I don’t know that there’s an exact answer or science to that. I think it’s both. It really depends on the type of content that you’re creating and how it folds into your institution’s brand as well. Um, so for example, when we’re talking about, you know, academic content or enrollment information, that might not be something that’s specifically going to be a search-driven opportunity, but should be interlinked and viewed as, uh, secondary content to augment the prospective student’s journey throughout the website. Versus your program detail pages and potentially, blogs or article type of content that can dig into more specific queries or question intent, um, that, that is being searched by prospective students.

Um, now that’s going to be search-driven content that I would say SEO would drive, drive the strategy for. Um, now that’s to say, this all starts with research, right? So when we’re heading into a search program with the client, we’re really looking to understand how prospective students are searching for your programs or your institution, and leveraging that verbiage, not only within the content, but that may also trickle down into ad copy or brand messaging or what have you.

And that really comes down to the keyword research that we can do to understand the questions that are being asked, the terms, and those things that prospective students are looking for and mapping that out to the content needs, um, on the website or social media, wherever that may be, wherever that content needs to live again, under the umbrella of search, wherever prospective students or families are engaging with content, looking for that information, that’s really where we try to activate that.

But oftentimes that’s going to be living on your website. Cause that’s oftentimes the destination, right? And I will say too, there’s, there’s a merriment of this isn’t just a search effort, right? So at Paskill, we’re, we’re working directly with, with UX, we’re working with analytics, we’re working with content to really help understand and influence all of the factors that go into an experience on a website.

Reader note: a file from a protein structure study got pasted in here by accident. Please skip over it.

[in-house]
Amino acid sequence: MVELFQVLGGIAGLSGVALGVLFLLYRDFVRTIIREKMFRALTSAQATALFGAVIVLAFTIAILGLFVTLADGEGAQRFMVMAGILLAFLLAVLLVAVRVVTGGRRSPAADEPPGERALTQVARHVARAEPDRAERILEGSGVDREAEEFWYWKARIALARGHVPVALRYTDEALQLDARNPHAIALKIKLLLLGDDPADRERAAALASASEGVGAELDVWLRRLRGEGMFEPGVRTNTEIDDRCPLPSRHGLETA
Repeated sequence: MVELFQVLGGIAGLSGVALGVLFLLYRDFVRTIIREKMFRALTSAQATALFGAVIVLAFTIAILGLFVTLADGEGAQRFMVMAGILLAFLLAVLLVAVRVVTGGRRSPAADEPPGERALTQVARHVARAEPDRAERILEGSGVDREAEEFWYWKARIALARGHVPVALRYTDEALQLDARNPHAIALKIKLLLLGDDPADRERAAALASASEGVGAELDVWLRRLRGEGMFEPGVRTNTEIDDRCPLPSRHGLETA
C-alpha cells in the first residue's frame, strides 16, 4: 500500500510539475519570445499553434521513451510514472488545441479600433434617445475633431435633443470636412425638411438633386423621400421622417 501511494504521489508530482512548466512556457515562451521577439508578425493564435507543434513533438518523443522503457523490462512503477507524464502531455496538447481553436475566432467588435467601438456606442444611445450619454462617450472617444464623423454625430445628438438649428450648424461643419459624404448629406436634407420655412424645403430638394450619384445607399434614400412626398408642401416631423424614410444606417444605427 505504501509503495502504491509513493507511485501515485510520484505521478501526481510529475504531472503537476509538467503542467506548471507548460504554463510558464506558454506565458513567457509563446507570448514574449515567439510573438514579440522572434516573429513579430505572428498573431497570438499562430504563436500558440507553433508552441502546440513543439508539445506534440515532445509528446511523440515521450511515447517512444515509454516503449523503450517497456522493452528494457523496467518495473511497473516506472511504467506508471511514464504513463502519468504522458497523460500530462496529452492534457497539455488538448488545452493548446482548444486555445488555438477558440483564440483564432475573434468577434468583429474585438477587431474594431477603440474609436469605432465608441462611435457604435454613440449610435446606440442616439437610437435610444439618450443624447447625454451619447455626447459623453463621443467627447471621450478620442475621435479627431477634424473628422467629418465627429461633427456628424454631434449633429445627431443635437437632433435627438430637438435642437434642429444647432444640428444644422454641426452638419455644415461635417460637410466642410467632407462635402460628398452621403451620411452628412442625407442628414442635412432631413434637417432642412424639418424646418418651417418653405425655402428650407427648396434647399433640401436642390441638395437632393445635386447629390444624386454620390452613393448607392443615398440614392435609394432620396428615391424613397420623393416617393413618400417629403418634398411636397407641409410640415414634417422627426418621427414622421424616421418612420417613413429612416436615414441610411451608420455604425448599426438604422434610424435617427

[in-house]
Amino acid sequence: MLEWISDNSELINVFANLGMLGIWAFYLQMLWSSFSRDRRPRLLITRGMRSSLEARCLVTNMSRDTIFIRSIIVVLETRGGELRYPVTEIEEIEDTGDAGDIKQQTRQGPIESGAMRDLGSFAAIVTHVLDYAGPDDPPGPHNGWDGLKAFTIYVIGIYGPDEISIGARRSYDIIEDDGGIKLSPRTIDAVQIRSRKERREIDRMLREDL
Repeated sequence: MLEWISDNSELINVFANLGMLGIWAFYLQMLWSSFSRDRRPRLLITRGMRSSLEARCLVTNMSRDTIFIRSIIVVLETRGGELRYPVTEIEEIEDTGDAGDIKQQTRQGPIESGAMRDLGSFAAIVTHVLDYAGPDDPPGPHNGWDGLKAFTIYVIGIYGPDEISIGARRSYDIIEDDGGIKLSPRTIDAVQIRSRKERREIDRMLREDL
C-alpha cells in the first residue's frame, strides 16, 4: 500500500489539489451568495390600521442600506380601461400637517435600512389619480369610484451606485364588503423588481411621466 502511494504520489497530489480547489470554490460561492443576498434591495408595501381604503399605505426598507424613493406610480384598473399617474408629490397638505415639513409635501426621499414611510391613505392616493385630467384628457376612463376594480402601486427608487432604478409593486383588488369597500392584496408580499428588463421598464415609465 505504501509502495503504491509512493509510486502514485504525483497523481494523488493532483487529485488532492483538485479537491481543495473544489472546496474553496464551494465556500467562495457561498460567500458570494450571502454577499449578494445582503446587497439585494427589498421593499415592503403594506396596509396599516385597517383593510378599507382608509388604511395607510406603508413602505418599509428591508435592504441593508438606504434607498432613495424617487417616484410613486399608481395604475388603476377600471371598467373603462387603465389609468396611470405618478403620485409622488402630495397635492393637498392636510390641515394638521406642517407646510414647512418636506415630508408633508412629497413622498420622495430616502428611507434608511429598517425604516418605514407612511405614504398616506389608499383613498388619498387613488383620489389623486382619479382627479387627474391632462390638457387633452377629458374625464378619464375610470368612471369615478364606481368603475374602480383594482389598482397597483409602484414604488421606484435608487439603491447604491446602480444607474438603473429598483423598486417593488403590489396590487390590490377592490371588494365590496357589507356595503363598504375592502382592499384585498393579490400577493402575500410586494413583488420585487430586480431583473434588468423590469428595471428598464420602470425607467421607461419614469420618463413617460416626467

So with UX,  it’s really important to be, you know, conducting interviews and user testing to get actual data around pain points and information. And once we have that information, we can start to, again, marry all this information together with search data, with UX research, with interviews and insights, and package all this into a robust strategy, a web strategy to activate, uh, all of that information appropriately across the web.

Cathy Donovan:
That gets at my next question, which is innovating enrollment success is obviously the name of this podcast and Paskill’s tagline. Can you tell me a little bit about what that might mean to you and your role at the agency?

Torin Keefer:
Yeah so I think kind of apparent through even just this discussion alone, you know, search is it’s ever-evolving, it’s constantly changing, it’s shape-shifting, it’s, you know, creating new ways to be discovered. And I think the biggest thing that, you know, we’re doing on the Paskill side is making sure that we’re constantly evolving and staying abreast of these trends to make sure that we’re not staying stagnant in what used to be traditional SEO.

I’m a firm believer if you were sticking in just the traditional optimization tactics, you’re being left in the dust, you’re not moving the needle, you’re not going to be impacting that prospective students’ experience when it comes to hired enrollment and looking for, um, you know, finding the information that you’re looking for again, back to discoverability and findability of your website.

Um, so I think really when it comes to innovating enrollment success, it’s all of those factors. It’s looking at the trends it’s working collaboratively with other departments to marry again, UX, SEO, analytics, content development, making sure that everything is working in step with one another. And that no one is competing against one another, but really we’re, we’re combining all of our strategies into a holistic, robust digital strategy underneath the same goal of just optimizing for that user, that prospective student, that prospective family.

Um, that’s how I see innovation happening. You’re, you’re getting a merriment of more ideas than just a single siloed effect. Um, you’re working together with everyone. So I think, you know, all of those things considered it takes a village.

Cathy Donovan:
That was well put. Well, thank you so much for joining me today. So how students search for colleges and information online will only quicken and expand. Getting a strategy in place can help institutions navigate this ever-changing marketplace. For more about Torin, see our show notes or find him on social. Or if you’d like, reach out to us at Paskill. We’d love to talk about how your school could improve its marketing through SEO.

Thanks so much.